Several studies are underway in the US and France. You can see a full listing of the clinical trials for Alzheimer’s on our website. We recommend that you and your medical team read the studies, and if you believe that you may be a good candidate for the study (or if you have questions), then you should select a treatment site and call them for more information. There has been a lot of publicity for some of these studies recently, so it may take some time before they respond to your inquiry.
There have also been some discussions about using focused ultrasound to open the BBB to allow therapeutic agents into the brain that could not otherwise reach the target. These studies are not yet enrolling patients, but if you sign up for our newsletter, you will be informed when enrollment begins.
What is the current status for using focused ultrasound to treat brain tumors?
We recommend that you visit the brain tumors page on our site for current information. And again, if you sign up for our newsletter you will receive the latest news and updates.
Currently, there are clinical trials using focused ultrasound to ablate (or destroy) benign tumors, especially for pediatric patients. For tumors in adults, the emphasis has shifted toward using focused ultrasound to temporarily open the BBB after surgery to allow therapeutic agents to reach the brain. There is also a study using this approach preoperatively, as it may help to more effectively identify the boundary between tumor and normal tissue.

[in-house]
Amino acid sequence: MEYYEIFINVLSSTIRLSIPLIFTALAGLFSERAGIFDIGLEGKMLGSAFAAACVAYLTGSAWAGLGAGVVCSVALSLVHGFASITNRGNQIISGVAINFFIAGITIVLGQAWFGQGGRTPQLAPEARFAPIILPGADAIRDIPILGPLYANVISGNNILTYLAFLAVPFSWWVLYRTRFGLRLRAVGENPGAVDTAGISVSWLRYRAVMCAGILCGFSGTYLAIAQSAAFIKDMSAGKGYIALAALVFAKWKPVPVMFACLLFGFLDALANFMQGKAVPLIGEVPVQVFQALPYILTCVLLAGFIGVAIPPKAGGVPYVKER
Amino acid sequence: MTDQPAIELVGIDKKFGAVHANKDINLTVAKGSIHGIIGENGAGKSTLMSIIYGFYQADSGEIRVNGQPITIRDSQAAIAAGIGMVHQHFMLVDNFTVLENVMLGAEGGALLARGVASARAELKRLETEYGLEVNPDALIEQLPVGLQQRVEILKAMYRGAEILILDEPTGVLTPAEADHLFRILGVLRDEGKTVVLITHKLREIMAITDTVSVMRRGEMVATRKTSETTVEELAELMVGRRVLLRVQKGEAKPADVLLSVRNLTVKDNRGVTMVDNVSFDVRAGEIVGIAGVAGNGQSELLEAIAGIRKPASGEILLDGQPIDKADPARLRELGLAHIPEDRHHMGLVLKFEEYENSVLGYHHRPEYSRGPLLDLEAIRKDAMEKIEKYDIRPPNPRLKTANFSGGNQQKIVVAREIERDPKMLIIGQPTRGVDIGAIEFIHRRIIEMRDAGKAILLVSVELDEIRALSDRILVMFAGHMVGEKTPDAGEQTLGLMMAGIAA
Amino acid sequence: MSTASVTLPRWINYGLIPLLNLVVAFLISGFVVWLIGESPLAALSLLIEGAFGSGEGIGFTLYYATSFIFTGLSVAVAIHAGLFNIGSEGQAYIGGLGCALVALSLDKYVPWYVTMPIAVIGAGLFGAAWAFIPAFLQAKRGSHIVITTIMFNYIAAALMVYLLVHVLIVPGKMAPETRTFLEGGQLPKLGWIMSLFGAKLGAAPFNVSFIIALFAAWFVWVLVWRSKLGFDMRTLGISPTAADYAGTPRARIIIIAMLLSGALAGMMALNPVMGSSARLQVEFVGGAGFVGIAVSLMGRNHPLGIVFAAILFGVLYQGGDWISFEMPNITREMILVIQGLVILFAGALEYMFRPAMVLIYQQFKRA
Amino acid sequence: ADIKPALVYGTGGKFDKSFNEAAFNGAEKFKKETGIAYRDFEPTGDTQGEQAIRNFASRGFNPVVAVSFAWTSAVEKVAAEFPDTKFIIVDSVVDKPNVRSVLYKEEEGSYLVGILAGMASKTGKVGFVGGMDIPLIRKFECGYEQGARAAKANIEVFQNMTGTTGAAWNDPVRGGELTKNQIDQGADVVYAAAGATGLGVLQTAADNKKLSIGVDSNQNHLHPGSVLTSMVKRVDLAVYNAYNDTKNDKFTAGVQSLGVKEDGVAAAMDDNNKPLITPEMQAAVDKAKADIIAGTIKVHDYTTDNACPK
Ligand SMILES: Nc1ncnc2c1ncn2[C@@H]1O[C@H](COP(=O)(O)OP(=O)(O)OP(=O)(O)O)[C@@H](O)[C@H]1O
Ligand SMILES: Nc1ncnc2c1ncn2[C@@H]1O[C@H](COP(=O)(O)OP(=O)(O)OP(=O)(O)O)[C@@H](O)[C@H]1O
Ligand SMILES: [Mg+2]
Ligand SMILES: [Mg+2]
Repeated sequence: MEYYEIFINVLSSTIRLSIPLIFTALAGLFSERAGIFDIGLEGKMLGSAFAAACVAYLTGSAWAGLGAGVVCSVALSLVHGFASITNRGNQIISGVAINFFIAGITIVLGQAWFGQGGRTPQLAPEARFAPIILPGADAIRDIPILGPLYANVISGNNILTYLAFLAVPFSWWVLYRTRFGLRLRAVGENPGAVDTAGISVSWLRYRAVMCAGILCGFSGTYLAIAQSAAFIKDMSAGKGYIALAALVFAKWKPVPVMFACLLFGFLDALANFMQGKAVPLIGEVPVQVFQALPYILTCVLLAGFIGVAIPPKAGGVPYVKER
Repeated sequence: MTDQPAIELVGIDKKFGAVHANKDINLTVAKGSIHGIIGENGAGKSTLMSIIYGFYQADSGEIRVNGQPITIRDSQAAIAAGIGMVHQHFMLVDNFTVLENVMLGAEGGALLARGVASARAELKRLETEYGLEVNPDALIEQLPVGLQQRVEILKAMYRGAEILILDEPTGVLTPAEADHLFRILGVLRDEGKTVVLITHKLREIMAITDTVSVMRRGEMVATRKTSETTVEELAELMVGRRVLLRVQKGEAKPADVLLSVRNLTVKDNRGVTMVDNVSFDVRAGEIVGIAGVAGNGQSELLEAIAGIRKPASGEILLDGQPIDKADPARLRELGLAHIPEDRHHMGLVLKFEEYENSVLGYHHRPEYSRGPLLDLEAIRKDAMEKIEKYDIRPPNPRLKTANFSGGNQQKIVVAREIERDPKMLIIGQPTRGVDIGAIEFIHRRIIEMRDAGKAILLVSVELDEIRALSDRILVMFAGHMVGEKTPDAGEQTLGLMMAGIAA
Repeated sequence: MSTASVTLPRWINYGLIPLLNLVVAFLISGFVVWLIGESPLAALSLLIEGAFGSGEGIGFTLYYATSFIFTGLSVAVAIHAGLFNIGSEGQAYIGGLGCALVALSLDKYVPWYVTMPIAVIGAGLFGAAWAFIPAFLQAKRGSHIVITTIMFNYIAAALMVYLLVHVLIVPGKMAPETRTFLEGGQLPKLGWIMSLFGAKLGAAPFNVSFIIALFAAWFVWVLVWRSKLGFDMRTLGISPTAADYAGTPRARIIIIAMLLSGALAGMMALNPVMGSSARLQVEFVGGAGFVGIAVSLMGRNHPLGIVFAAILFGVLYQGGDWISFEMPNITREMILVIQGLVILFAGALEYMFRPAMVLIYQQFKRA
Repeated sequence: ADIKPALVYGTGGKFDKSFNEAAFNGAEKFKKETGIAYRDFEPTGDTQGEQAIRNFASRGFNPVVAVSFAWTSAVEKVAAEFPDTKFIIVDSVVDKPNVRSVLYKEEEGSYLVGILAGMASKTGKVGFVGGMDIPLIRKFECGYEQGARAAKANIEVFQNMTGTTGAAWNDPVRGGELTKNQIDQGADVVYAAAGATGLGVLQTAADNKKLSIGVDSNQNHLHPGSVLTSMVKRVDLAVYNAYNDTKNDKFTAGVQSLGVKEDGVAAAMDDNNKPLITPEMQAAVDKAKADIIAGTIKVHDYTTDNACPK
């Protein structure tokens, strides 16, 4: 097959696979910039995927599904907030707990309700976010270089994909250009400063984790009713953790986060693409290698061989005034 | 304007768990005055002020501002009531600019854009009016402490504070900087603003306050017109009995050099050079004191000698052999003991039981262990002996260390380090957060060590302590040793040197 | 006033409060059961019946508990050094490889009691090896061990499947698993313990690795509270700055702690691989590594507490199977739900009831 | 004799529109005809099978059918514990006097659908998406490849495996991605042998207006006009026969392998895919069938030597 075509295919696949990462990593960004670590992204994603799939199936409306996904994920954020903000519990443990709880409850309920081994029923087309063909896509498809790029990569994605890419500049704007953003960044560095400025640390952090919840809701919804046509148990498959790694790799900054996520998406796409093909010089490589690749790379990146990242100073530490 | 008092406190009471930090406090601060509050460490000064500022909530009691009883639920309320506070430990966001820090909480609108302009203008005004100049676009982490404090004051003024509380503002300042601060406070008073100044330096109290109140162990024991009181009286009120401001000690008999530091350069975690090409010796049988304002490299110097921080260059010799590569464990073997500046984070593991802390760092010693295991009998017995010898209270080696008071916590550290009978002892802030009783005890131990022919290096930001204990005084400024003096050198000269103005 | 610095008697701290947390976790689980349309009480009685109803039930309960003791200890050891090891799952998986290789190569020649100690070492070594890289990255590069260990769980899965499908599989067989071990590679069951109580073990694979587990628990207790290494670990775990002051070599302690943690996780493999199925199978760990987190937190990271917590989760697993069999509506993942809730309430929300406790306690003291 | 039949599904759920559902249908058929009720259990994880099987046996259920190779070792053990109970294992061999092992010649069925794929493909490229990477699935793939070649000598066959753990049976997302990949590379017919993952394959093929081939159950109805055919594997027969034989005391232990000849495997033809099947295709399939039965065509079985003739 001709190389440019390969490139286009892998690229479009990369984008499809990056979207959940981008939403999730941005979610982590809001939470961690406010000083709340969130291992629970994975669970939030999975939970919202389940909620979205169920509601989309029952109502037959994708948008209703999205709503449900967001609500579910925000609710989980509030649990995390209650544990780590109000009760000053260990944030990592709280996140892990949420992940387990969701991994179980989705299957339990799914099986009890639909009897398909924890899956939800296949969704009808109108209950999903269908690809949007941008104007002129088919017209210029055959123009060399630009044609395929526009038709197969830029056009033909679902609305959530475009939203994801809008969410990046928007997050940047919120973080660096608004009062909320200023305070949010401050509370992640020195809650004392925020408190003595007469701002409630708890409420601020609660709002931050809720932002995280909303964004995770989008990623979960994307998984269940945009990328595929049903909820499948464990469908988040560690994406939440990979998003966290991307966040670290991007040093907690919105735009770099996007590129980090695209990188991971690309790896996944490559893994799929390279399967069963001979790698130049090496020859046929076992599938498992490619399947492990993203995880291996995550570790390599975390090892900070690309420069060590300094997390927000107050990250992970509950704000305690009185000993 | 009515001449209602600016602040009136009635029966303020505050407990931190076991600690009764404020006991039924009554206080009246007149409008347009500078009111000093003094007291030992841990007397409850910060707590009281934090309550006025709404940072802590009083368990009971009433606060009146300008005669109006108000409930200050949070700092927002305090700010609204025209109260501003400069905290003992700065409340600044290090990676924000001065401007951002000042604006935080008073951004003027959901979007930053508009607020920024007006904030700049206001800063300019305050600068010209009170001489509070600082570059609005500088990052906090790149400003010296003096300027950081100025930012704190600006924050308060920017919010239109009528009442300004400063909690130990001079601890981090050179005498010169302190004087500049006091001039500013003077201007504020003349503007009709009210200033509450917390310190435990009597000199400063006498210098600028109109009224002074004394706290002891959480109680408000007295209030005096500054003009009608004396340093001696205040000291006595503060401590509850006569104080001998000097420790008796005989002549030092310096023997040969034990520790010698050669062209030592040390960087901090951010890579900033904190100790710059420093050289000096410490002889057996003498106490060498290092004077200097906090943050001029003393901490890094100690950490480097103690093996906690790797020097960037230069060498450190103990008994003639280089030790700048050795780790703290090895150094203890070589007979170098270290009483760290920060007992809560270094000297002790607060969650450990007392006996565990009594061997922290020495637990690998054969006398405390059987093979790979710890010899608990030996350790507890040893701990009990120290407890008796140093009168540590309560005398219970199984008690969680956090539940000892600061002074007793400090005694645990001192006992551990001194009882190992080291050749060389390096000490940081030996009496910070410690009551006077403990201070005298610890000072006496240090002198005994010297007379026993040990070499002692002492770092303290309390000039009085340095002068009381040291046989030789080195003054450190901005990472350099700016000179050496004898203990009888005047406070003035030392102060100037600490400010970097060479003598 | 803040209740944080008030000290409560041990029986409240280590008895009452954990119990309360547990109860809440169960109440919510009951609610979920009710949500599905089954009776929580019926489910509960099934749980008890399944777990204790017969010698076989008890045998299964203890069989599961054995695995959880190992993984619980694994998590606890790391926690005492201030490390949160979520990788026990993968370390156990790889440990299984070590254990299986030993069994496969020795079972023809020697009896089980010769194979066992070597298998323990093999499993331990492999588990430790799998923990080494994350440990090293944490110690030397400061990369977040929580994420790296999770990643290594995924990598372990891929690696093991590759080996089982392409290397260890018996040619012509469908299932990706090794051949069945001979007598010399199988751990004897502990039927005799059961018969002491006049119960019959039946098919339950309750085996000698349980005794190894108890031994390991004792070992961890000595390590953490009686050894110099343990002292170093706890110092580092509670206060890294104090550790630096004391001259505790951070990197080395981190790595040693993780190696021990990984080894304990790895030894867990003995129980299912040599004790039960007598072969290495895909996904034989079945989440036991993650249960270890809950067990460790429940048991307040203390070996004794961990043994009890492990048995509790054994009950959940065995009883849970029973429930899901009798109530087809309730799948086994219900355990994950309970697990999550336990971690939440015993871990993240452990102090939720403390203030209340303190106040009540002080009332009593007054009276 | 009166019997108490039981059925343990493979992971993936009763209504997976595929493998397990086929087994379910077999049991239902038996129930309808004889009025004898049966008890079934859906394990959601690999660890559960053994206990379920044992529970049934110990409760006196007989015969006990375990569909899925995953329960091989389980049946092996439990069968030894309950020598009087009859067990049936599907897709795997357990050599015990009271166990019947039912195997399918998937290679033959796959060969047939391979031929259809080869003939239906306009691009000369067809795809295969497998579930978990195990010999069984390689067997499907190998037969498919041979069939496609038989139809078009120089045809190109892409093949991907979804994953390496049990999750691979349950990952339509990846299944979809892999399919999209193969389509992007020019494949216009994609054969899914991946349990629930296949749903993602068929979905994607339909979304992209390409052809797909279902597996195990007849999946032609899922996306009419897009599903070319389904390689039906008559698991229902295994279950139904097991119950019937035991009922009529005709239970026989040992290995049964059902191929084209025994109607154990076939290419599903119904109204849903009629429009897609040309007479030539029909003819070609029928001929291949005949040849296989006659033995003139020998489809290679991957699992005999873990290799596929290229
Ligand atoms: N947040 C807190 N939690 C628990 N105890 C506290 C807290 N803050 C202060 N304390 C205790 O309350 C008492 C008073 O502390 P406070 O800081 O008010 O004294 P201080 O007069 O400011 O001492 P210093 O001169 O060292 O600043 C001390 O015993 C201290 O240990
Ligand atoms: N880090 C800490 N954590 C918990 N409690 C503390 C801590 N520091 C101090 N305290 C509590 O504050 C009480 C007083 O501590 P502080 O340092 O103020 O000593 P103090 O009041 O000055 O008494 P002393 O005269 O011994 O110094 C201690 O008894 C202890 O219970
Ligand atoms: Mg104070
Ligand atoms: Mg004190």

How can I get data on treatment results?
The best way to get treatment results is from the physicians who are performing the treatments and seeing their patients postoperatively. The next best method is to read the published reports that go through the desired and undesired effects that can occur with any treatment. We update our Diseases and Conditions pages with new results frequently, and the publications are listed at the end of each condition section on our site. This is the best place to look for published information.
What is the best way to keep track of future clinical trials and other news on focused ultrasound?
We have a large community that is interested in the latest focused ultrasound news, so we have a dedicated team working to provide up-to-date information, breaking news, and announcements of new clinical trials in our newsletter and via our social media channels (Facebook, LinkedIn, and Twitter).
If I have a specific question that is not addressed here, who can I contact at the Foundation?
We do our best to respond promptly to inquiries, but we also have other obligations, such as conducting meetings and workshops, collecting information, and tracking progress in the field.
Please contact our Chief Medical Officer, Tim Meakem, MD, if you are unable to locate the information you need on our website. Emails are preferred, to alleviate time-zone issues, and we can provide you with a more detailed response.
Tim Meakem, MD, is the chief medical officer of the Focused Ultrasound Foundation.